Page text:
Williams Renews Pledge To Rein In Car Thefts
Another Crash Linked to Teen Joy Riders
By Henri E. Cauvin and Nicole Fuller
Washington Post Staff Writers
Tuesday, July 20, 2004; Page A01
Mayor Anthony A. Williams last night declared that juvenile car thieves have created a crisis in the District, and he pledged to add law enforcement resources and increase social services for the troubled families and neighborhoods in which so many of the offenders grow up.
"All of us agree that we have to put an end to this, an end to this madness," Williams said.
Hours earlier, teenagers in a stolen car slammed into a house while trying to elude police in Northeast Washington, terrifying a homeowner who was awakened by the crash. No one was seriously injured, but it was a frightening reminder of the accidents blamed on teenage car thieves that have left four people dead in the last month.
"These aren't just kids out for a joy ride," Williams said. "These are acts of reckless, senseless violence. These are crimes."
Under pressure from neighborhood residents -- including about 400 who turned out for a community meeting last night -- Williams (D) was determined to sound the stern tone that frustrated residents long to hear. But whether the rhetoric of Williams and other leaders will lead to results appears as uncertain as it was a year ago after two people were killed by juvenile car thieves.
Last summer, too, Williams attended meetings in east-of-the-river neighborhood beset by car thieves and pledged a comprehensive attack on the problem. Last night, he promised to do more.
Appearing at a school in Southeast, Williams acknowledged that the problem was far more than a crime issue, and the presence of his top social services official, Deputy Mayor Neil O. Albert, appeared intended to underscore that point.
Neighborhood residents have complained for years about juvenile joy riders, who race along streets in games such as "cops and robbers." The speeding cars often veer wildly from curb to curb through residential neighborhoods, particularly in areas near Anacostia Avenue and other busy streets in Northeast and Southeast.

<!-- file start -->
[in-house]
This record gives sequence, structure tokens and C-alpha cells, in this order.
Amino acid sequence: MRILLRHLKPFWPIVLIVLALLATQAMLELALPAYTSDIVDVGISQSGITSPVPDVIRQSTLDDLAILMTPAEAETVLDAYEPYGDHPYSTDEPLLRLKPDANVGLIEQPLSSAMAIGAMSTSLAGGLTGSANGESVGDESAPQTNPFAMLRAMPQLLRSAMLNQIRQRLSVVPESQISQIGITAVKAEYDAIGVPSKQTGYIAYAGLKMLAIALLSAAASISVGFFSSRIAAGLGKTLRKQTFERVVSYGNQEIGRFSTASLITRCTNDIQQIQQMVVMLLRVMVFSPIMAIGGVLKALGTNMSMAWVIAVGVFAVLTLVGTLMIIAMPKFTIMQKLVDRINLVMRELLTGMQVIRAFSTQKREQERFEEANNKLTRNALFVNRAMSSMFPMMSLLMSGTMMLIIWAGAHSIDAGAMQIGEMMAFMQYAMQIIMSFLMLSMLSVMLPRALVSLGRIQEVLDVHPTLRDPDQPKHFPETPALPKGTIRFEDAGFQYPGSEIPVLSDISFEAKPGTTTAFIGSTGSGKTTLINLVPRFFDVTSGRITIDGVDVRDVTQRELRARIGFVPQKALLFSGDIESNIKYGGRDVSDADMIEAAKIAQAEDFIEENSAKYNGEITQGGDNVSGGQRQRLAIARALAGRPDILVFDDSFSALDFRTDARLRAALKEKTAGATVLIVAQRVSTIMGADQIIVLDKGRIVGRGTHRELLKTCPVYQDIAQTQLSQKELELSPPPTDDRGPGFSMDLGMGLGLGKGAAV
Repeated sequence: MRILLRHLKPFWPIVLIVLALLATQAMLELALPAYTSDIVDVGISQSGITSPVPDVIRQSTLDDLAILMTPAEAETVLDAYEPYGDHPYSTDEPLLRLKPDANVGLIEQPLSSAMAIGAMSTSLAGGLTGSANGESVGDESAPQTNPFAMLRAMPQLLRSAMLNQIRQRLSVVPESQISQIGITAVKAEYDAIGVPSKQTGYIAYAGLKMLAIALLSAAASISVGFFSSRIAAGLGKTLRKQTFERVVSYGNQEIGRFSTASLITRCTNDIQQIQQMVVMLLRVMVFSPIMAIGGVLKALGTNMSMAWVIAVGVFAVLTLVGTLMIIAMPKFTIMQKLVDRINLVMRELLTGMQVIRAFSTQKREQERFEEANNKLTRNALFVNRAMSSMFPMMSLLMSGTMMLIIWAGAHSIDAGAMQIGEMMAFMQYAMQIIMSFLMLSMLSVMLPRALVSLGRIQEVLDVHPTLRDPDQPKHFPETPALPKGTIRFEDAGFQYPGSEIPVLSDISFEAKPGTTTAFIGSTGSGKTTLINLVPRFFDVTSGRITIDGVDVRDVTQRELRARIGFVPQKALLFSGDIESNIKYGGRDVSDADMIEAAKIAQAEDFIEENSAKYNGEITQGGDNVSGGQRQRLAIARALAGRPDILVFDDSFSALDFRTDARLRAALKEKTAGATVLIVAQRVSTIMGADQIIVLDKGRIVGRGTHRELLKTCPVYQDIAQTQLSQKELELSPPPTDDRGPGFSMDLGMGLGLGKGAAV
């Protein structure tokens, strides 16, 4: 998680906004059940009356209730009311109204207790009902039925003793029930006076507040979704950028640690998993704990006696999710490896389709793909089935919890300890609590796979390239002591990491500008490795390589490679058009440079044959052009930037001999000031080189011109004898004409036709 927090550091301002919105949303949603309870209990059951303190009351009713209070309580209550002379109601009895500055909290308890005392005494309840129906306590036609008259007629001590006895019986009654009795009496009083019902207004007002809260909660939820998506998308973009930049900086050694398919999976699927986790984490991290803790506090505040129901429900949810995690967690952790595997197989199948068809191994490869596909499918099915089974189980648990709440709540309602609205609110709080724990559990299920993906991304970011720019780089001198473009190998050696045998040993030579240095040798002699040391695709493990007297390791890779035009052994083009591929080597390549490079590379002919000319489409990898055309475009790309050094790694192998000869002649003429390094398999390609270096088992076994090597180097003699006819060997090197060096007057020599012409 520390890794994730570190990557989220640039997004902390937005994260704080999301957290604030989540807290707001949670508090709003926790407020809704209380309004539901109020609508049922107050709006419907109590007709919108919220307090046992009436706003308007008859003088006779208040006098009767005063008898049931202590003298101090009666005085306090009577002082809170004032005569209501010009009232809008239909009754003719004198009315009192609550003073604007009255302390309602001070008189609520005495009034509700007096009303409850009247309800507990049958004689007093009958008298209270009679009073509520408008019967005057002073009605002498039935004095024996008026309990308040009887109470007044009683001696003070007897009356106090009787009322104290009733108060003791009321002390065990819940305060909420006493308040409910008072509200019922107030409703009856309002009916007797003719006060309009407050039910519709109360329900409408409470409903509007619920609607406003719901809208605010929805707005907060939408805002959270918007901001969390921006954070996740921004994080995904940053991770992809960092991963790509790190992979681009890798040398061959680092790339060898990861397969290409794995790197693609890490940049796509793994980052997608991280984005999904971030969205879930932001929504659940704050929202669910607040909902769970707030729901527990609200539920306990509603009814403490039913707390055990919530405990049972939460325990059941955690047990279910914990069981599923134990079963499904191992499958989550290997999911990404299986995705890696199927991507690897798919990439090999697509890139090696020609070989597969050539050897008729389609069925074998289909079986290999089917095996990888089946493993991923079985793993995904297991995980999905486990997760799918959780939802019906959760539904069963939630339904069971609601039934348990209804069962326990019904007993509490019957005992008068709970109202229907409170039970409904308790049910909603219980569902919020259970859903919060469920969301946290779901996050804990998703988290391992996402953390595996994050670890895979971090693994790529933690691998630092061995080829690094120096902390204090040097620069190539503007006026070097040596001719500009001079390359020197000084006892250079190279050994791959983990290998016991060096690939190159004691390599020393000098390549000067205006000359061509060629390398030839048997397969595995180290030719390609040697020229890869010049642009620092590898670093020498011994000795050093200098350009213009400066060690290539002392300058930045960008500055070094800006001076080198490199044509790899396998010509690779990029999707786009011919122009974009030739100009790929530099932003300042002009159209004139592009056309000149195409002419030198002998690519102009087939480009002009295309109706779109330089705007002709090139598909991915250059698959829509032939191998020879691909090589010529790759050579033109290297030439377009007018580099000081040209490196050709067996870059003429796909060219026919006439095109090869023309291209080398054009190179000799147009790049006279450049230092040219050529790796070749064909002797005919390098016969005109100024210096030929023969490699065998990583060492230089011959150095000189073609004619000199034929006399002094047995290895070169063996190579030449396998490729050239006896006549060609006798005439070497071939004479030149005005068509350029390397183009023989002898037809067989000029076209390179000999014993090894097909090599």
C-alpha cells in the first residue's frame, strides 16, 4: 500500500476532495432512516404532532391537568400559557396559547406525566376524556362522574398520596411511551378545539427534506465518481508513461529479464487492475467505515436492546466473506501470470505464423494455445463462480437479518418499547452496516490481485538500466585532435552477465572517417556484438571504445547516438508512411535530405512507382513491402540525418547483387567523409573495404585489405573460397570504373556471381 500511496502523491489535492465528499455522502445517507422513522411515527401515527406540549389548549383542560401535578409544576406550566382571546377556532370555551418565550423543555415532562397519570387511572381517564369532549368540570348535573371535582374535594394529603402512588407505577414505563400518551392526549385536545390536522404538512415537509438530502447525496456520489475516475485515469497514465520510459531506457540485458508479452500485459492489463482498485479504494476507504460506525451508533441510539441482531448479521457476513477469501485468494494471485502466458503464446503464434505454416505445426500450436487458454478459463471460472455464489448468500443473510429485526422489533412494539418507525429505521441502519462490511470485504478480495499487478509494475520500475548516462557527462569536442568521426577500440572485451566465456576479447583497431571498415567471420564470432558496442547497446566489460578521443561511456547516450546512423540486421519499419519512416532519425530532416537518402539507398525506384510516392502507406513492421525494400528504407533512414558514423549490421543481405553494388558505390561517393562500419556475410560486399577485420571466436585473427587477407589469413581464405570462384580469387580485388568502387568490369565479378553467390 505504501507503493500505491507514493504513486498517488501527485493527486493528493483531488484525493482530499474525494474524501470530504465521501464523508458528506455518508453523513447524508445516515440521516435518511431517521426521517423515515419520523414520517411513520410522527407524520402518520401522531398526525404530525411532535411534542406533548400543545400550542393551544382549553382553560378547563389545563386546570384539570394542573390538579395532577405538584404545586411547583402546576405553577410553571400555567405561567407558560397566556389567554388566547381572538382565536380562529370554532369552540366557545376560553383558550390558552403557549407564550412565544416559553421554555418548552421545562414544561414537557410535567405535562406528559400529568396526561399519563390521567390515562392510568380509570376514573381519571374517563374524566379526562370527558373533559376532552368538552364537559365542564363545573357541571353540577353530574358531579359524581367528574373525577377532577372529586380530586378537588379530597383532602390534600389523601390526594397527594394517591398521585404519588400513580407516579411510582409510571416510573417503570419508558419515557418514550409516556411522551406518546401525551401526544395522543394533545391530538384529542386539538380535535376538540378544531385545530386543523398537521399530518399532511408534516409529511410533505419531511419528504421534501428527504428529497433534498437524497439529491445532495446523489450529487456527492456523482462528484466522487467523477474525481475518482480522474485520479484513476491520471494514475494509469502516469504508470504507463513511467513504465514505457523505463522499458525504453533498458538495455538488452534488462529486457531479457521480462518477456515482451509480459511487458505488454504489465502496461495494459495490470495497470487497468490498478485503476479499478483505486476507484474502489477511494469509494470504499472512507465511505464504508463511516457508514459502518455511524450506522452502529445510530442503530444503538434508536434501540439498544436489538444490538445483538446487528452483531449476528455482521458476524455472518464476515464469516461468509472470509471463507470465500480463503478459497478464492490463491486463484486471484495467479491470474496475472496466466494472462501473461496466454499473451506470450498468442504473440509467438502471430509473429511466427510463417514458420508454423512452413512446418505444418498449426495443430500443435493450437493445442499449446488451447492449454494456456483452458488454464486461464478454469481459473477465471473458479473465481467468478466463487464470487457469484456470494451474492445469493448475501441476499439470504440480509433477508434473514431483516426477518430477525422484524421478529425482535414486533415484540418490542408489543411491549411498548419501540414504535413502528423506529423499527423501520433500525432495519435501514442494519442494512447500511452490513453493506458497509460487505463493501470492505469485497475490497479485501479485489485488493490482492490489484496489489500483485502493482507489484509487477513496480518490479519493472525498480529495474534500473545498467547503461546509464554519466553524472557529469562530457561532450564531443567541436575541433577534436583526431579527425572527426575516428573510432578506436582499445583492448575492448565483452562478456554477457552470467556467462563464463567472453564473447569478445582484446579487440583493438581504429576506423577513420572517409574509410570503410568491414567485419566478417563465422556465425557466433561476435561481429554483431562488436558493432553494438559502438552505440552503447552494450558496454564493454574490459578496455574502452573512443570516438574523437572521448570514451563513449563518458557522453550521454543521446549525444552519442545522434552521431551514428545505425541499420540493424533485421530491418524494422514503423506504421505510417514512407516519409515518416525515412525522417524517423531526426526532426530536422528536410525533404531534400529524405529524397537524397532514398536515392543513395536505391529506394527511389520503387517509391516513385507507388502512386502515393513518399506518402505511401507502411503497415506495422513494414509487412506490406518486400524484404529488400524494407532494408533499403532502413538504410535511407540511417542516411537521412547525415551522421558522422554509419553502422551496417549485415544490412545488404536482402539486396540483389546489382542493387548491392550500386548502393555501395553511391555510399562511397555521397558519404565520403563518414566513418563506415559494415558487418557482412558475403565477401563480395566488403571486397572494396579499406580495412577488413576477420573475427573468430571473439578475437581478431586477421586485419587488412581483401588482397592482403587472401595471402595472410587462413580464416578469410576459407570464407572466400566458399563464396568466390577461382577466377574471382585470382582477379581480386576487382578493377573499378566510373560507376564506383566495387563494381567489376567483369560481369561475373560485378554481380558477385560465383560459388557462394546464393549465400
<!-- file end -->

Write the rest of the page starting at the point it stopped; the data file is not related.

Scores of angry residents showed up at Davis Elementary School for a news conference to outline the city's plans, hoping for a chance to address the mayor. Several stormed out of the school when told that they would not get a chance to speak. Williams was headed to a community meeting in Northeast to talk about the juvenile joy-riding problem, but people at the school were hardly mollified.
In Northeast, Williams faced a standing-room-only crowd at Zion Baptist Church of Eastland Gardens, where people expressed frustration with the city's inability to curtail joy riding. It was the second community meeting within the past several days, the first attended by the mayor.
"This is larger than any one of us," Williams told the people there. "It will demand divine guidance and inspiration."
The scene seemed a flashback to last summer, when the mayor went to another church -- First Rock Baptist in Southeast -- and vowed that city agencies would keep better track of errant youths and steer them from trouble.
Anthony Minter, First Rock Baptist's pastor, said he could not help but wonder yesterday whether this year's plan will go any further than last year's. "The real deal is a lot of the resources that were promised, it just never materialized," said Minter, who attended yesterday's news conference.
At the outset of last year's effort, city agencies were engaged and full of energy, but the effort soon fell off, starved of the commitment needed to make it real, Minter said.
© 2004 The Washington Post Company
Community activist Johnnie Scott Rice, right, confronts Mayor Anthony A. Williams because residents were not given a chance to speak at a gathering in Southeast.
(Rich Lipski -- The Washington Post)
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